Sprayed or Dyed?

Woe to you, scribes and Pharisees, you hypocrites.  You are like whitewashed tombs, which appear beautiful on the outside, but inside are full of dead men’s bones and every kind of filth.  Even so, on the outside you appear righteous, but inside you are filled with hypocrisy and evildoing.

–Matthew 23:27-28–


Well did Isaiah prophesy about you hypocrites, as it is written:  “This people honors me with their lips, but their hearts are far from me.”

–Mark 7:6–


Carnations were originally pink in color.  The Caucasian people who saw these flowers thought that they were flesh toned–hence the name CARNATION, from Latin caro, carnis, meaning “flesh.”  Today, however, carnations come in red and white as well as pink.  The great thing about a white carnation is that it can be made whatever color the florist desires.

Now there are two ways to color a white carnation.  The quick and easy method is to spray the carnation.  All it takes is one or two quick sprays, and (voilà) the job is done.  Here, of course, the color is merely superficial.  The other way to add color to a white carnation is to dye it.  This process is more gradual.  In order to dye a carnation, the florist must: 1) cut the stem of the carnation, perhaps causing a little plant suffering; 2) temporarily deprive the carnation of all water so that it becomes good and thirsty; and 3) immerse the stem of the carnation in colored water, so as to allow the flower to take on whatever color the water happens to be.  In the case of a dyed carnation, the color is on the inside, and the effect, in my opinion, is far more beautiful and subtle.

Jesus is concerned with internal holiness rather than superficial righteousness.  It doesn’t take much to put on a veneer of superficial righteousness.  It doesn’t require much time at all, but, in the end, no one is beguiled.  Internal holiness is a completely different story.  It requires quite a bit of time, and the results are truly beautiful.  Here is my point:  I firmly believe that the same three steps required in dyeing a carnation—namely SUFFERING, DEPRIVATION, and IMMERSION—are the same three steps necessary if one is to become truly holy.  I repeat:  SUFFERING, DEPRIVATION, and IMMERSION—the three steps necessary for dyeing a carnation—are the selfsame steps that are required if one is to become a saint.  Here are two brief examples, one communal and one individual.

The ancient Israelites suffered in Egypt under the cruel taskmasters of Pharaoh.  Through the leadership of Moses, the children of Israel were led into the desert, where they experienced deprivation.  They longed for the plentiful food and water of Egypt.  But in the desert, God immersed Israel in the Law.  SUFFERING, DEPRIVATION, IMMERSION:  The result was that the people of Israel became the people of God.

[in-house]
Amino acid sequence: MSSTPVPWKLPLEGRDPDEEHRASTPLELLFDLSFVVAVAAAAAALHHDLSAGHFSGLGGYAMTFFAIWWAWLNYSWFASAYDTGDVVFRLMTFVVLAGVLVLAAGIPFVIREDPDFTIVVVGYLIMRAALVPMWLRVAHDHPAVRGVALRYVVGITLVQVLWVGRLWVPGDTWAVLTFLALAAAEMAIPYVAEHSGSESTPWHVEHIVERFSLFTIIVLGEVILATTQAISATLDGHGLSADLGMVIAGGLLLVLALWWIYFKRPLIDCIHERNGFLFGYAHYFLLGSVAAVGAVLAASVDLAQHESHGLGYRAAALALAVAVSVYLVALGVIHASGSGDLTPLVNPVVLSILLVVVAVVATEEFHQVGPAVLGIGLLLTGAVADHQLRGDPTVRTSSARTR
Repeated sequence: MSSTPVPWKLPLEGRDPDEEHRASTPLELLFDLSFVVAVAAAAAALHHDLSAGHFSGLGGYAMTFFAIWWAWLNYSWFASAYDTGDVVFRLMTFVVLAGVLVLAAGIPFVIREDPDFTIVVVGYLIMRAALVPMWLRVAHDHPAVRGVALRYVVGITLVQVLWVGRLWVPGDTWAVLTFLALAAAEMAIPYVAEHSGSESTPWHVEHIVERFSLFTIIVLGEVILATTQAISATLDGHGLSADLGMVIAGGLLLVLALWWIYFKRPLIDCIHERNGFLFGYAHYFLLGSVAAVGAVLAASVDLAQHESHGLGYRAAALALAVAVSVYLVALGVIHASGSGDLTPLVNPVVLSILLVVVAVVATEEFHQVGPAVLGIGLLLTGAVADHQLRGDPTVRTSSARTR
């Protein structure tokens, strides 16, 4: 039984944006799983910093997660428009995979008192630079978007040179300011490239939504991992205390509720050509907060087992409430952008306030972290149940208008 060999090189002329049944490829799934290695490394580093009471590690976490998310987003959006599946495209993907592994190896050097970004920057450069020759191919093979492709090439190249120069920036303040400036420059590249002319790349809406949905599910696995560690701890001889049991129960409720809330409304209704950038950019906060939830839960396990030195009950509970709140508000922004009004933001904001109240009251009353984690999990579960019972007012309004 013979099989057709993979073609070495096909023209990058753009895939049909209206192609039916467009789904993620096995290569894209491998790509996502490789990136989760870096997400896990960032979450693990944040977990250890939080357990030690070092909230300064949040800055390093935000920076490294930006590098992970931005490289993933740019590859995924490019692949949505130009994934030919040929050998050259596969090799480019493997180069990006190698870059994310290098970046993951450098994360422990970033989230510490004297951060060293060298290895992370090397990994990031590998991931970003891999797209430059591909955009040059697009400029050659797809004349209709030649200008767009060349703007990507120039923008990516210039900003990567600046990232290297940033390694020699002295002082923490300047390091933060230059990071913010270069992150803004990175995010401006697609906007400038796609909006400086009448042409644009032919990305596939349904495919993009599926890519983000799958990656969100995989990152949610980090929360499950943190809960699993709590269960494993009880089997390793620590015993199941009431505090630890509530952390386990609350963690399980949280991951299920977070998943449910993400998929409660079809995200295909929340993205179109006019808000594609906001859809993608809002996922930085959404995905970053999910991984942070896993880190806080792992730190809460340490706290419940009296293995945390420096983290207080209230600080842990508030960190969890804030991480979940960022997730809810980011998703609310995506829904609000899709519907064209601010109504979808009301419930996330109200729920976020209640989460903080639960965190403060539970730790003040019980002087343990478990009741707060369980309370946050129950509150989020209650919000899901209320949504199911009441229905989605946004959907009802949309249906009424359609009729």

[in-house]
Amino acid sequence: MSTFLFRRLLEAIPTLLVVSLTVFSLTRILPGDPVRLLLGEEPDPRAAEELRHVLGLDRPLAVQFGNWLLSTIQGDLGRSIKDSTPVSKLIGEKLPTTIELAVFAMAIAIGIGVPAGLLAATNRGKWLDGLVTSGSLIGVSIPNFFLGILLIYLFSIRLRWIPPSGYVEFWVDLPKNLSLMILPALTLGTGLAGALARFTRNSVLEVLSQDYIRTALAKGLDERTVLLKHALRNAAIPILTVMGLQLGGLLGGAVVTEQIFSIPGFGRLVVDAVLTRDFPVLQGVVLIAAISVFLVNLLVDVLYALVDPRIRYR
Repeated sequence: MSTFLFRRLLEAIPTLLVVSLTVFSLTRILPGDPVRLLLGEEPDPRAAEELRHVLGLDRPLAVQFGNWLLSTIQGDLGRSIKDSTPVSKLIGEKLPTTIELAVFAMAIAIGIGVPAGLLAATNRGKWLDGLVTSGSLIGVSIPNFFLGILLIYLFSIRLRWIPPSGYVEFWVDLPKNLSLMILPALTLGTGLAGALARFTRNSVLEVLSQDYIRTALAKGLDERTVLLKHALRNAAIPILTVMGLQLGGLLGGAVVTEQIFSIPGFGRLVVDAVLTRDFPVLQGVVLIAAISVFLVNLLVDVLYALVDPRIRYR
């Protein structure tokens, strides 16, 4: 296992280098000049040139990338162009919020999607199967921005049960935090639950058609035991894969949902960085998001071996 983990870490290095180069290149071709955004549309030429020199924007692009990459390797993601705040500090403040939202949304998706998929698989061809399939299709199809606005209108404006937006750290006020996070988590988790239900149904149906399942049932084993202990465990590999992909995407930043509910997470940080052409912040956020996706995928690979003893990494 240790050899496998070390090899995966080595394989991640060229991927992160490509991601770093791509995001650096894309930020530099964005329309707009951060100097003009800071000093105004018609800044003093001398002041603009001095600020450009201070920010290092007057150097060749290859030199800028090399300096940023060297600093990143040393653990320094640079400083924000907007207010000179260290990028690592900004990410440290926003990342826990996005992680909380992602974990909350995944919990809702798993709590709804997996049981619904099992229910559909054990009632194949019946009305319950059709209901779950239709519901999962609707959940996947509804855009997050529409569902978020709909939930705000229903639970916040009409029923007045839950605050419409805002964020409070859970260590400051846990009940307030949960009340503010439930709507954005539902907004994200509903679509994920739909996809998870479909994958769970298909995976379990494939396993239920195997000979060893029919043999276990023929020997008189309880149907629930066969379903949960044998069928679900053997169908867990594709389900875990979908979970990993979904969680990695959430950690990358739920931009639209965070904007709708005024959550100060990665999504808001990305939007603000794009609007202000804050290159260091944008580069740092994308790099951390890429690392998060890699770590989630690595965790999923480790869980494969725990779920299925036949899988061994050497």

My second illustration comes from the life of Saint Ignatius Loyola.  When Ignatius was a twenty-nine-year-old soldier, his leg was shattered by a cannonball.  As a matter of fact, the leg was originally set so badly that it had to be re-broken and reset—all without the benefit of anesthesia!  That’s what I call suffering.  During his lengthy recuperation, Ignatius longed to pass the time by reading the romantic stories of knights and ladies, of which he had grown to be quite fond.  Alas!  There were none of these.  It was just as if you and I had been deprived of our iPhones!  Now that’s what I call deprivation.  The only readings available to Ignatius were the Gospels and the lives of the saints.  He had no choice but to immerse himself in these.  Thus Saint Ignatius Loyola underwent a profound conversion and ultimately became the founder of the Society of Jesus, better known as the Jesuits.  SUFFERING, DEPRIVATION, IMMERSION: the best way to dye a carnation and the best way to become holy.

What about me?  Do I long for internal holiness rather than superficial righteousness?  Do I allow SUFFERING, DEPRIVATION, and IMMERSION to transform me into a saint?  More specifically, do I regard SUFFERING as a call from God rather than a punishment?  Come to think of it, whoever became a saint without suffering?  Do I embrace voluntary and involuntary DEPRIVATION as a means to increase my thirst for the divine?  Do I regularly IMMERSE myself in prayer, Scripture, and that which is truly beautiful and holy rather than in the junk of this world?

So, what’s the bottom line?  Well, when you get right down to it, God loves us with the ardor of a passionate lover.  Just as a lover desires above all to possess the heart of his beloved rather than superficial trifles, so God wants us to be holy from the inside out.  God, in fact, is like the eager and frustrated lover in the song Bing Crosby used to sing way back in the 1940s:


Whenever we kiss

—I worry and wonder—

Your lips may be near,

But where is your heart?

It’s always like this

—I worry and I wonder—

You’re close to me here,

But where is your heart?

It’s a sad thing to realize

That you’ve a heart that never melts.

When we kiss and you close your eyes,

Are you thinking of somebody else?

You must break this spell

—This cloud that I’m under—

So please, won’t you tell,

Darling, where is your heart?


We often associate earthly love with red roses.  Yet I cannot help but wonder if God, the passionate Lover that He is, might much prefer dyed carnations!